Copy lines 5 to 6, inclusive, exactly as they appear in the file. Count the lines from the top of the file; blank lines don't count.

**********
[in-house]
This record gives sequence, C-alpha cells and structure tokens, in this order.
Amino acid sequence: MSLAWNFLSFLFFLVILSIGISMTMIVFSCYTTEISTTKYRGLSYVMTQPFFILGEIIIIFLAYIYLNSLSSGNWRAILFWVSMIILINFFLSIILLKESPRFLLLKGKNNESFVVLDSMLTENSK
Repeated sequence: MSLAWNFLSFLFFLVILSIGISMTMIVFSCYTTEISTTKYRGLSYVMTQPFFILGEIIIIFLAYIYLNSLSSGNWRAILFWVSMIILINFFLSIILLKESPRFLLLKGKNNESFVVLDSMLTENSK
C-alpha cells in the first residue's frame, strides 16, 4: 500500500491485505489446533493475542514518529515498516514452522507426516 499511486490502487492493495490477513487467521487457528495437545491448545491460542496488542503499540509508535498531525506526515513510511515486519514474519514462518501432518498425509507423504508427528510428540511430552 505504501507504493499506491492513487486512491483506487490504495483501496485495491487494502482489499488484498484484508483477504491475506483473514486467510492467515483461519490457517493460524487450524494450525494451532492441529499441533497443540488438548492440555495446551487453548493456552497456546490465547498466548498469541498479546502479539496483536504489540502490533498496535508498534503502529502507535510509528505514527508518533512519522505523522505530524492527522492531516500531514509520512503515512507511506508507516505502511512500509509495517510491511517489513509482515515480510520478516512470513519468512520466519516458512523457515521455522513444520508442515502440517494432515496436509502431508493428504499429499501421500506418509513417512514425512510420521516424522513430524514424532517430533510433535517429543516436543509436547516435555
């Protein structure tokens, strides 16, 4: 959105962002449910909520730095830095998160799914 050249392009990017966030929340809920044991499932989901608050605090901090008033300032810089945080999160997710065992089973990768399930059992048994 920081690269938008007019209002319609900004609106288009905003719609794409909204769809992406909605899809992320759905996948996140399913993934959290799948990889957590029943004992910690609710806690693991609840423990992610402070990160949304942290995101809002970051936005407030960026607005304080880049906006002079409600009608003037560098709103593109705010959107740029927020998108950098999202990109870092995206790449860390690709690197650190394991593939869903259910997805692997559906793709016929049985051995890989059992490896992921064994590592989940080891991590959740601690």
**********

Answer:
C-alpha cells in the first residue's frame, strides 16, 4: 500500500491485505489446533493475542514518529515498516514452522507426516 499511486490502487492493495490477513487467521487457528495437545491448545491460542496488542503499540509508535498531525506526515513510511515486519514474519514462518501432518498425509507423504508427528510428540511430552 505504501507504493499506491492513487486512491483506487490504495483501496485495491487494502482489499488484498484484508483477504491475506483473514486467510492467515483461519490457517493460524487450524494450525494451532492441529499441533497443540488438548492440555495446551487453548493456552497456546490465547498466548498469541498479546502479539496483536504489540502490533498496535508498534503502529502507535510509528505514527508518533512519522505523522505530524492527522492531516500531514509520512503515512507511506508507516505502511512500509509495517510491511517489513509482515515480510520478516512470513519468512520466519516458512523457515521455522513444520508442515502440517494432515496436509502431508493428504499429499501421500506418509513417512514425512510420521516424522513430524514424532517430533510433535517429543516436543509436547516435555
């Protein structure tokens, strides 16, 4: 959105962002449910909520730095830095998160799914 050249392009990017966030929340809920044991499932989901608050605090901090008033300032810089945080999160997710065992089973990768399930059992048994 920081690269938008007019209002319609900004609106288009905003719609794409909204769809992406909605899809992320759905996948996140399913993934959290799948990889957590029943004992910690609710806690693991609840423990992610402070990160949304942290995101809002970051936005407030960026607005304080880049906006002079409600009608003037560098709103593109705010959107740029927020998108950098999202990109870092995206790449860390690709690197650190394991593939869903259910997805692997559906793709016929049985051995890989059992490896992921064994590592989940080891991590959740601690």